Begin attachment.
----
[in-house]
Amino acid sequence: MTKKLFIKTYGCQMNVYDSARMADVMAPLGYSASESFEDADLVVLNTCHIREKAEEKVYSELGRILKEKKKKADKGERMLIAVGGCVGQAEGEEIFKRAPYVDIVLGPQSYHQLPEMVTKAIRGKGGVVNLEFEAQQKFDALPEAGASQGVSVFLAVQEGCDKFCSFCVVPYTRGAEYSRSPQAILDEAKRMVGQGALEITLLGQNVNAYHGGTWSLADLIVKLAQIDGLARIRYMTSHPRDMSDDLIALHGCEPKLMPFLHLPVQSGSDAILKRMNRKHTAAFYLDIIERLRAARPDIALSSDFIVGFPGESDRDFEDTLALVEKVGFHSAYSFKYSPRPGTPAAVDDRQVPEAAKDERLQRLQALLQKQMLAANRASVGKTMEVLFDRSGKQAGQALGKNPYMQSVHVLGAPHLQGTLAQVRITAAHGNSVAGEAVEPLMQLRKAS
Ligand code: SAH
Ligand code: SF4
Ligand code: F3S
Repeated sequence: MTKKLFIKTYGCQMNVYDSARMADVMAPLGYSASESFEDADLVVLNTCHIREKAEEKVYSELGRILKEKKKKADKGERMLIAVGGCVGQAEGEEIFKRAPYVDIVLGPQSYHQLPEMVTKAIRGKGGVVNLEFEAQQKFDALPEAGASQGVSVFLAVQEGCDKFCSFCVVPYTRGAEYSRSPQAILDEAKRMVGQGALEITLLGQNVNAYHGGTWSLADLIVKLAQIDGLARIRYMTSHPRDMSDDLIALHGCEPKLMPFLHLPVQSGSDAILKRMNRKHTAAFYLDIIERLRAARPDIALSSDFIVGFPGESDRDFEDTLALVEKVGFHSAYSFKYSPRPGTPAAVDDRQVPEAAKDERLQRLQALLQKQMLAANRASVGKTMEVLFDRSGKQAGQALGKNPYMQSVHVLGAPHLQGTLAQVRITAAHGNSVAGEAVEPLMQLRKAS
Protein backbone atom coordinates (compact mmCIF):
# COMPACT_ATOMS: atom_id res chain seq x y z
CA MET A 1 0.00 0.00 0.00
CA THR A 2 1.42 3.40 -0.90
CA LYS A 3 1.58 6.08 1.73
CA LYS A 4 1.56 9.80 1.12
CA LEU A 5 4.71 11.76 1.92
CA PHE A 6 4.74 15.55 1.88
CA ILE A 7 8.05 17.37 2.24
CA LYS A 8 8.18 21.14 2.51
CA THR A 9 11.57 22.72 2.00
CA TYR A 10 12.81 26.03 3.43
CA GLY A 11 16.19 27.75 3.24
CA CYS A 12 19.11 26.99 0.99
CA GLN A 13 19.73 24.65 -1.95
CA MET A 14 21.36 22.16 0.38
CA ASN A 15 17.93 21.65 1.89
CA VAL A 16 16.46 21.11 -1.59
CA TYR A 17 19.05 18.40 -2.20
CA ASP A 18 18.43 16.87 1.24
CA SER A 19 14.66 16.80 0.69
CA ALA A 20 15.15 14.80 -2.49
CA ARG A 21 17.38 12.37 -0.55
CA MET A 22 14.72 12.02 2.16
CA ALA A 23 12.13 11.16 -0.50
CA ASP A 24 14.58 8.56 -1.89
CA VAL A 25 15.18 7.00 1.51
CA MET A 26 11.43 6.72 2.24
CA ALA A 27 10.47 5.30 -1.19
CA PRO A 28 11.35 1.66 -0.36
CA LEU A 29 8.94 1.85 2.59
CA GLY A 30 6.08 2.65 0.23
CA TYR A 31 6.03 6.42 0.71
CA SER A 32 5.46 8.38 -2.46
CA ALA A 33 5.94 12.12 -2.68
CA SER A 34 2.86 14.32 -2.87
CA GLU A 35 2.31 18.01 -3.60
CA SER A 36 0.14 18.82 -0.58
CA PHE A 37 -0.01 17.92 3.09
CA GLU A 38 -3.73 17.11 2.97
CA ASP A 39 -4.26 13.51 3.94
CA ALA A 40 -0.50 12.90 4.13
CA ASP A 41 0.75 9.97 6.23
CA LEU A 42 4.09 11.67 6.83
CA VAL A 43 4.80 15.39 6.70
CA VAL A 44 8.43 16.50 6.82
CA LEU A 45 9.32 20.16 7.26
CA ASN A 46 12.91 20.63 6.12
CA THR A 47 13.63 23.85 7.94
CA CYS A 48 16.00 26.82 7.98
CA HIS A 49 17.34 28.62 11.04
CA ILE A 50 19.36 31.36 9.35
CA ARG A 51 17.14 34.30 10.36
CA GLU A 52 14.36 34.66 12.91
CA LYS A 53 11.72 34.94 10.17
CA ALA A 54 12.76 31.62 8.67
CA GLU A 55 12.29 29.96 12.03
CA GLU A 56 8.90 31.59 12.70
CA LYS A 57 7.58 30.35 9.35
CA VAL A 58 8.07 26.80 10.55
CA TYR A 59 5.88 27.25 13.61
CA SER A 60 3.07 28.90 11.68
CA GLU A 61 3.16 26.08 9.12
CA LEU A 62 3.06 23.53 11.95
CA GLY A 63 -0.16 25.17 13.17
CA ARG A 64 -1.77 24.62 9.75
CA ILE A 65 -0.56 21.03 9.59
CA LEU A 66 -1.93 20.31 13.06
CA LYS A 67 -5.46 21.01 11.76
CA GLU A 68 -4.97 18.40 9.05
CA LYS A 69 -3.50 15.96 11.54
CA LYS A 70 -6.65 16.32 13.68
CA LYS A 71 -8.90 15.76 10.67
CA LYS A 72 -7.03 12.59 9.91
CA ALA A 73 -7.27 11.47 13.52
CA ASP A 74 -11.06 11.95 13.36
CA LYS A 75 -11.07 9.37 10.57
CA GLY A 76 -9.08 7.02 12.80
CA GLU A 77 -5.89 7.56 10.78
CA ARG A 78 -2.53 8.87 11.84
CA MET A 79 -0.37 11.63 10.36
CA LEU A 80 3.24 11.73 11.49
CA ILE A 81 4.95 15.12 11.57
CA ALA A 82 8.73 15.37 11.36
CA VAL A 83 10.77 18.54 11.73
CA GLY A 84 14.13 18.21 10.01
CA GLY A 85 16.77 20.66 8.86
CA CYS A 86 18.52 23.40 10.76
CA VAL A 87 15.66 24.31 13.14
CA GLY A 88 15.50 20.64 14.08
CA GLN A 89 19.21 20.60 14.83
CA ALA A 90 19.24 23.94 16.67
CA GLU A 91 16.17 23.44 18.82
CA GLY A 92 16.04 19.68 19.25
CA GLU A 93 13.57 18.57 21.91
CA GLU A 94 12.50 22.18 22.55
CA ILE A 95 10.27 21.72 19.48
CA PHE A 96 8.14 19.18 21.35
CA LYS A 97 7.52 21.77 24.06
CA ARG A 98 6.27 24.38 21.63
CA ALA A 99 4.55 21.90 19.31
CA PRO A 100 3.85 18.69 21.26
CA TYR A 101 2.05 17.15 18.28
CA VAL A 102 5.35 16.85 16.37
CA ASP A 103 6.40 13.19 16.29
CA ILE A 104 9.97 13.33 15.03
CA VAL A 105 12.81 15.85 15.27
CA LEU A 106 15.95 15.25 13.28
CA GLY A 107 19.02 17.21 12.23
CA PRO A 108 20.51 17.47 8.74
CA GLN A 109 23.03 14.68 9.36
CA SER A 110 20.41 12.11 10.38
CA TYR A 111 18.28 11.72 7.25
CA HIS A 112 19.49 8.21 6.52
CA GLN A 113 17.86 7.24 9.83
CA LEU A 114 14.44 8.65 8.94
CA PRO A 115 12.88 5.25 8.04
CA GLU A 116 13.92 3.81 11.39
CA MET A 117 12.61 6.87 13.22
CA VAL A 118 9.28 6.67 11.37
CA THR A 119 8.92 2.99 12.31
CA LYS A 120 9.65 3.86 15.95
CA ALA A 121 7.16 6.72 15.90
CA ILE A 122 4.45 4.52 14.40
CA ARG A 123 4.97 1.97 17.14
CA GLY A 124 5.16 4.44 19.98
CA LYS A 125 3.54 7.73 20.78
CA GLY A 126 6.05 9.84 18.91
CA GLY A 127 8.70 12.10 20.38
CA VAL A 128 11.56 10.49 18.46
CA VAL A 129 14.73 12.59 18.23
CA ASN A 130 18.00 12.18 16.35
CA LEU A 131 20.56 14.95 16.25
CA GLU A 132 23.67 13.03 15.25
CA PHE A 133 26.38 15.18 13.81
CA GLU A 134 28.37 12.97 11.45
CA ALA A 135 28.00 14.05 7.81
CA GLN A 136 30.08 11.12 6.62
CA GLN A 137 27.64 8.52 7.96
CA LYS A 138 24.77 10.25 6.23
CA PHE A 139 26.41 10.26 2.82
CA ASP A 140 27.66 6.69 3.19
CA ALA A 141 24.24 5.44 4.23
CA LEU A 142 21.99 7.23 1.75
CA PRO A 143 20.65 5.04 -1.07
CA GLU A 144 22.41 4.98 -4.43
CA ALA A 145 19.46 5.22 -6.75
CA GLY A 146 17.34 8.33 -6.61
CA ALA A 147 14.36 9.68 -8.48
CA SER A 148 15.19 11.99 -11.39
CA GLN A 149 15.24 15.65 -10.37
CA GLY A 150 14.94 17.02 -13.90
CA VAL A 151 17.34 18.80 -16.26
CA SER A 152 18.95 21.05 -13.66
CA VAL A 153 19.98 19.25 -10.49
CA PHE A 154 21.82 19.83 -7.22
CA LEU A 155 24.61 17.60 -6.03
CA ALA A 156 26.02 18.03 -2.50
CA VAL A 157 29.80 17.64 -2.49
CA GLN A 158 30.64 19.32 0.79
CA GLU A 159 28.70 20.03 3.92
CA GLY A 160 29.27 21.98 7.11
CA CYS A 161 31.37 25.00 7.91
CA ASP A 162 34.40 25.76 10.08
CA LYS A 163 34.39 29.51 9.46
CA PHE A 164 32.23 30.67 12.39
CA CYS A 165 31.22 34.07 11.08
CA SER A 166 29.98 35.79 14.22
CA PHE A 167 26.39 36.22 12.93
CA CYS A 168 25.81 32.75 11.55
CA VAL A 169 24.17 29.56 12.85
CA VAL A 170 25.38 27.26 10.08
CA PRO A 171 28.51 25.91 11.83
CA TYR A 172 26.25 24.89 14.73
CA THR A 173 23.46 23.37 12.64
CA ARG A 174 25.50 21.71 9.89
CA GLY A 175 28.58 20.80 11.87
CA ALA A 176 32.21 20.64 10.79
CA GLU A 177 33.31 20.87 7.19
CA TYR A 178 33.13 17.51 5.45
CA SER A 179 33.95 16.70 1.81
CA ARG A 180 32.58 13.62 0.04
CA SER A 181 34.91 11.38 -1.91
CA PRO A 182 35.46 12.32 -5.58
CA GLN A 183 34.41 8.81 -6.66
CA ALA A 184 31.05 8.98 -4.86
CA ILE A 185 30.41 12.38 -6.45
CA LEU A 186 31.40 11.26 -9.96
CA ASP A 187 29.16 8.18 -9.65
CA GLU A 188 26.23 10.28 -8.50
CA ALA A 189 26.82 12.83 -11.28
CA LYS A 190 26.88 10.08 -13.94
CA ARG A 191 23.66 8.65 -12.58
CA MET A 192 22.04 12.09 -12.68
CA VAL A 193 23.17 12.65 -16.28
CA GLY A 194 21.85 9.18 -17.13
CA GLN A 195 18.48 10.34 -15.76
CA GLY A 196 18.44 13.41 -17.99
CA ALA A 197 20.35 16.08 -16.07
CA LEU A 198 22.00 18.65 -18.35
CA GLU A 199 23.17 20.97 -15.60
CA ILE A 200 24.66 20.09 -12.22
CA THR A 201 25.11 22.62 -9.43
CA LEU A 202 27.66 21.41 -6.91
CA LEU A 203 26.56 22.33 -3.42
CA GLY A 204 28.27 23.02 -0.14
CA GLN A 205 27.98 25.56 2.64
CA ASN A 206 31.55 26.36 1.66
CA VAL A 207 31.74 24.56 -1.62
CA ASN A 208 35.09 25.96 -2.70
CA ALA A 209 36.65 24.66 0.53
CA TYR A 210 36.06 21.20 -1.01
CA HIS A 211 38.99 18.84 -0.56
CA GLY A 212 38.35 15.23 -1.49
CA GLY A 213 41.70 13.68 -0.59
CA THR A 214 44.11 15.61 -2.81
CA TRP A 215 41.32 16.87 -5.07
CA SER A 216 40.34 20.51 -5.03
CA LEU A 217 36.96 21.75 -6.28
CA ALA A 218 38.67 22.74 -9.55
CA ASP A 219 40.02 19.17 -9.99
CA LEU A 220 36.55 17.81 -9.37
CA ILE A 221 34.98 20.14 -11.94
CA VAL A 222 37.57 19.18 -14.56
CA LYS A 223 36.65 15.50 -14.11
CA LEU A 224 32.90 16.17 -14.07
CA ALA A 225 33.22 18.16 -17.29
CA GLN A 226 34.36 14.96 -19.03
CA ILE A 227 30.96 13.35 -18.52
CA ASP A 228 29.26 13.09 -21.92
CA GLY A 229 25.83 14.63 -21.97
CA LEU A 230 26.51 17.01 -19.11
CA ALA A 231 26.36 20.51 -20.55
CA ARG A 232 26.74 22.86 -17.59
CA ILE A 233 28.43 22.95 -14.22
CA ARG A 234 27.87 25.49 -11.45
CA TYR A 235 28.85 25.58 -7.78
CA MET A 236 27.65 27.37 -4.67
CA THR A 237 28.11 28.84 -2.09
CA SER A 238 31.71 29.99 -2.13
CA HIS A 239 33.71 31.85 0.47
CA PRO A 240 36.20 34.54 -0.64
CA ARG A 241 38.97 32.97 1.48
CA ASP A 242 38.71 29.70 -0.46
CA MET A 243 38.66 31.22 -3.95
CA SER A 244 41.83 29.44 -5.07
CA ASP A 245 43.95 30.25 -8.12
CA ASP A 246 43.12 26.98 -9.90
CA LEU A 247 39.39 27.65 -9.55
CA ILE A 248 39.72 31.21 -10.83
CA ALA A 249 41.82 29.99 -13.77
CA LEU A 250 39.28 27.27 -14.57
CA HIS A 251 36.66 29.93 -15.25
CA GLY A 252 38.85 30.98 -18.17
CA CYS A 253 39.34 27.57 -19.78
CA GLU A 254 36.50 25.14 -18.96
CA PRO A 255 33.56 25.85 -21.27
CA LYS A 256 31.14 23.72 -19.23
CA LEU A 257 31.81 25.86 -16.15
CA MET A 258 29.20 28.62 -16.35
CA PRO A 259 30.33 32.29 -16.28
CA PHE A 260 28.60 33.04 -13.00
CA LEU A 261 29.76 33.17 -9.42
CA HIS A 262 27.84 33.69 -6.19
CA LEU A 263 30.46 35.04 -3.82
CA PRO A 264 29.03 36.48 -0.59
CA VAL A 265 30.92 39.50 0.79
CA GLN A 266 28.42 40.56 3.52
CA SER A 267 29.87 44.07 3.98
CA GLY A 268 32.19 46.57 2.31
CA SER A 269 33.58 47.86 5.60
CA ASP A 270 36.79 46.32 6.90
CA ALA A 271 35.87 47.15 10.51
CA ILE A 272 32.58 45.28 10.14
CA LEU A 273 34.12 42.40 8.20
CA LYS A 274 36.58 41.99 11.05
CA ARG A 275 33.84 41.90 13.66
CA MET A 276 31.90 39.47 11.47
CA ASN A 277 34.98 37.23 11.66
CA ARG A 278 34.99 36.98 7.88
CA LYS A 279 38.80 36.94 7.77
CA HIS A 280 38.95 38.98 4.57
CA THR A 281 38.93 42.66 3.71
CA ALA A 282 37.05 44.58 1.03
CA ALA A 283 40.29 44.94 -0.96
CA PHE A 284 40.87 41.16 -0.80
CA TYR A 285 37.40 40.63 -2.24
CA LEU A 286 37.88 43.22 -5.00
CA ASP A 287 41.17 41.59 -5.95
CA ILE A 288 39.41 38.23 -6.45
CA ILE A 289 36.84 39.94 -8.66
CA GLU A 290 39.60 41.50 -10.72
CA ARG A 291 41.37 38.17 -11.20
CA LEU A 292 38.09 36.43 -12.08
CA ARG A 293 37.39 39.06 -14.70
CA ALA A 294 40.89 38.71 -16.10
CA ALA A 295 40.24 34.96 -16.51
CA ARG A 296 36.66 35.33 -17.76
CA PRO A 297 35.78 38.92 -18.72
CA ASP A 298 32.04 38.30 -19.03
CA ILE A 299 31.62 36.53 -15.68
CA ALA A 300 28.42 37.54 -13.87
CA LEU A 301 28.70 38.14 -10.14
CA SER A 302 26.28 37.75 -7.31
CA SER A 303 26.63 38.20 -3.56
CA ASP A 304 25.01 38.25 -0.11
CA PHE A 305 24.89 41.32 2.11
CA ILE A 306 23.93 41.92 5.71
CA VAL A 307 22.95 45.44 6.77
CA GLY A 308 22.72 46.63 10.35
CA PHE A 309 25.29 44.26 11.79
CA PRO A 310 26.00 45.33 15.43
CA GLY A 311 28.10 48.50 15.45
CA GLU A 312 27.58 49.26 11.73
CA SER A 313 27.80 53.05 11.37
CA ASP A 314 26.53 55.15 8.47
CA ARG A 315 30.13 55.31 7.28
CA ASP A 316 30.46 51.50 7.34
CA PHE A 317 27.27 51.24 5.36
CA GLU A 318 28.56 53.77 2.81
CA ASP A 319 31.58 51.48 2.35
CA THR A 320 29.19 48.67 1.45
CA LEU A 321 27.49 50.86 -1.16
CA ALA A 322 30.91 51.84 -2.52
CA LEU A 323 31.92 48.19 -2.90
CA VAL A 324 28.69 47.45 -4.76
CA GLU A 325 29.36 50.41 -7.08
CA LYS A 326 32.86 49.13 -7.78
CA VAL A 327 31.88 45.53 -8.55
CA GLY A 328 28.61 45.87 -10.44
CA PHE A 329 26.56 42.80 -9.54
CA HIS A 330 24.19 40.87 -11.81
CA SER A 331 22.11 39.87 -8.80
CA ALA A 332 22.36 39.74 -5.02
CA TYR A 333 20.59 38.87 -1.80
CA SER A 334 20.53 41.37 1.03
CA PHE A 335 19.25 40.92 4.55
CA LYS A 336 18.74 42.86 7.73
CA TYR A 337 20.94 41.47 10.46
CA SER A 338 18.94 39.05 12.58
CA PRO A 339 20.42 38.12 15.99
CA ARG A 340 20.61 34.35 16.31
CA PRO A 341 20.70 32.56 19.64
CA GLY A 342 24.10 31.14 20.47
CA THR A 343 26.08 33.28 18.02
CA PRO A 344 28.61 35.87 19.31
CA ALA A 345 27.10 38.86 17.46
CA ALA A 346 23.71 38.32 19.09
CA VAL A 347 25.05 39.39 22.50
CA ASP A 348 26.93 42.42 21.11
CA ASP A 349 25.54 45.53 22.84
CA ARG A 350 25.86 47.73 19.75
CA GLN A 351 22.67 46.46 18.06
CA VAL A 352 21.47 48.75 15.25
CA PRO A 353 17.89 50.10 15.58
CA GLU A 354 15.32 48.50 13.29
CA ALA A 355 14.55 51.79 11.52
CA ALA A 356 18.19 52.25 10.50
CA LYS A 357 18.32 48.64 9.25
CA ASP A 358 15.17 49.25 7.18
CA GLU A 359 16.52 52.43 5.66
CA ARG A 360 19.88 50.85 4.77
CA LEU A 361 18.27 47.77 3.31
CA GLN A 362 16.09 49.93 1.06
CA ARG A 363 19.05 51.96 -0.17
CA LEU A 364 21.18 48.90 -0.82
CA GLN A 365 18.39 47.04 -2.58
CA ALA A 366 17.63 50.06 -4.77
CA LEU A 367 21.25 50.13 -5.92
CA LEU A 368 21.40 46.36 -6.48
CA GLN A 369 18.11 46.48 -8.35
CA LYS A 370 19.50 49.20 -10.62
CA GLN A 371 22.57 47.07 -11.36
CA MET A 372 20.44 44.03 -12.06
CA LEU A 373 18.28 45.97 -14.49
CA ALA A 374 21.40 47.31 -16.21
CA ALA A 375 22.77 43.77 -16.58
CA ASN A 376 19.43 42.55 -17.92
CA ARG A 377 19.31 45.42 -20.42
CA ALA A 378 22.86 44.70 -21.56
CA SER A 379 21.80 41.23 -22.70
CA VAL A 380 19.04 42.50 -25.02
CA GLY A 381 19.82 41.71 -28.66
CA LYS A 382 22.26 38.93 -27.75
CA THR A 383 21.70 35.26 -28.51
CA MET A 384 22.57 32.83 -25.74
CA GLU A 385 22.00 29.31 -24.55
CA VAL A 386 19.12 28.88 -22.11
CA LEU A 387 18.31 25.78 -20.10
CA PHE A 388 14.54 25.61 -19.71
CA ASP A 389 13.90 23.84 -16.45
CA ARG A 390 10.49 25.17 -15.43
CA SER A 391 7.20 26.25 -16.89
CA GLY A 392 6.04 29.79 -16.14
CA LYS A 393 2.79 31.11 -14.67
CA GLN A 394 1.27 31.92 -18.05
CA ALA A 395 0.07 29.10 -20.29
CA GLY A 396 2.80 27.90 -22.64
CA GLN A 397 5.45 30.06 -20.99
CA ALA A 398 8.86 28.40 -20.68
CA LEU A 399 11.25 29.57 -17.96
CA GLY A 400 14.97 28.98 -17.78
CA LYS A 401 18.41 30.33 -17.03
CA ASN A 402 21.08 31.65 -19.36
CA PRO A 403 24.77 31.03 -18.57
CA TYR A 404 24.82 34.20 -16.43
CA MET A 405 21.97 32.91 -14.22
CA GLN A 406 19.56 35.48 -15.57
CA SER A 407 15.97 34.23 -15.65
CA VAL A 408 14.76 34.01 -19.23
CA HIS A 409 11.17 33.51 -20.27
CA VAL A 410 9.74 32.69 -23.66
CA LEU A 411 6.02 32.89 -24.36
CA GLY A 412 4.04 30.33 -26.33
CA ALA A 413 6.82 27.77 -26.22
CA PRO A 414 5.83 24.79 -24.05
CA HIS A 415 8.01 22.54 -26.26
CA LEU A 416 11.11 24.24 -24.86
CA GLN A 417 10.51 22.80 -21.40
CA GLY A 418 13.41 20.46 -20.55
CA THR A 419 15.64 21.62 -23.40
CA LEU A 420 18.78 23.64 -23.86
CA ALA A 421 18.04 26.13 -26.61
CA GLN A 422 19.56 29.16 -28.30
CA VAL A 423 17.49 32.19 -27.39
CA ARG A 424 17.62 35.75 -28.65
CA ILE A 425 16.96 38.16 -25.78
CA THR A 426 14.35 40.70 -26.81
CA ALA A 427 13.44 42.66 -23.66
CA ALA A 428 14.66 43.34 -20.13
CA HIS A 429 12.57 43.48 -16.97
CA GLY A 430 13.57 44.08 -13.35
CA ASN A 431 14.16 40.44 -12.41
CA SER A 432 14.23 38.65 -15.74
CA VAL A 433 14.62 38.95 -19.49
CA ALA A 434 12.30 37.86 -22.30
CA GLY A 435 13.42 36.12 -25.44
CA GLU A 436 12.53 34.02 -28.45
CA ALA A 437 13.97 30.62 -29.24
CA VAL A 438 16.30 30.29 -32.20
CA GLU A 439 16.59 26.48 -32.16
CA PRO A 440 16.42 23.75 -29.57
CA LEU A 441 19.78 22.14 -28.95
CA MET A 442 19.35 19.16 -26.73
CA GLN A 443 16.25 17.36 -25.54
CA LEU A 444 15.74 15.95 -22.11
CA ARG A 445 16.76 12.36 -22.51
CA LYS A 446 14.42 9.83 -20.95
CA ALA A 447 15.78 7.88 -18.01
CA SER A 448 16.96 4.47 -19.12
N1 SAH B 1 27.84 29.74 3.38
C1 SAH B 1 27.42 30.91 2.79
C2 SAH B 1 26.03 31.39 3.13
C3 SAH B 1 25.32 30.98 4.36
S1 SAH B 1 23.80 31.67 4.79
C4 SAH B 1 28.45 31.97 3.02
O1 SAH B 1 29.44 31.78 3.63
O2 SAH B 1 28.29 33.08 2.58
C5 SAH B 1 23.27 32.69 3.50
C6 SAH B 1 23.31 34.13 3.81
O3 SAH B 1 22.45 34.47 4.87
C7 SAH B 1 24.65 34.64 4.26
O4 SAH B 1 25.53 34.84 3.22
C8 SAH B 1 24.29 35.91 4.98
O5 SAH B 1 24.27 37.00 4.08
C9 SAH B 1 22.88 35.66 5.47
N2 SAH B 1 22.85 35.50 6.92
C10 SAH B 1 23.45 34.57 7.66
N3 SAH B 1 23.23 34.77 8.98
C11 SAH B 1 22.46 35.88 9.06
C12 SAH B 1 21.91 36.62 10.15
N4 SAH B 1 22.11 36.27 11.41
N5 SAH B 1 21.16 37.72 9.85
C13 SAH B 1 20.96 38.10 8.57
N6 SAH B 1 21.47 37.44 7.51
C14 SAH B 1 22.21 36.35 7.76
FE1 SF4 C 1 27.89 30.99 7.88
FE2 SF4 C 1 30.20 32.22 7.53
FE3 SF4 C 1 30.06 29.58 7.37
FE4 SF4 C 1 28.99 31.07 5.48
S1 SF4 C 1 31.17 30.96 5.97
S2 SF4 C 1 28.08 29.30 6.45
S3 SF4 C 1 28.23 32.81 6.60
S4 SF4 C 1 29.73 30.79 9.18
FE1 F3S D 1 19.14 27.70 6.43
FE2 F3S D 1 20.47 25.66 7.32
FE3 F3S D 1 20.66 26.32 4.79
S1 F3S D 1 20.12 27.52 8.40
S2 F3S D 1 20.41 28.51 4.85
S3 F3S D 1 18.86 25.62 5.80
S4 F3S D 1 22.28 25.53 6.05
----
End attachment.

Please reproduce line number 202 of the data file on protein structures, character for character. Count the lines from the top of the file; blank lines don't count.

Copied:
CA GLY A 194 21.85 9.18 -17.13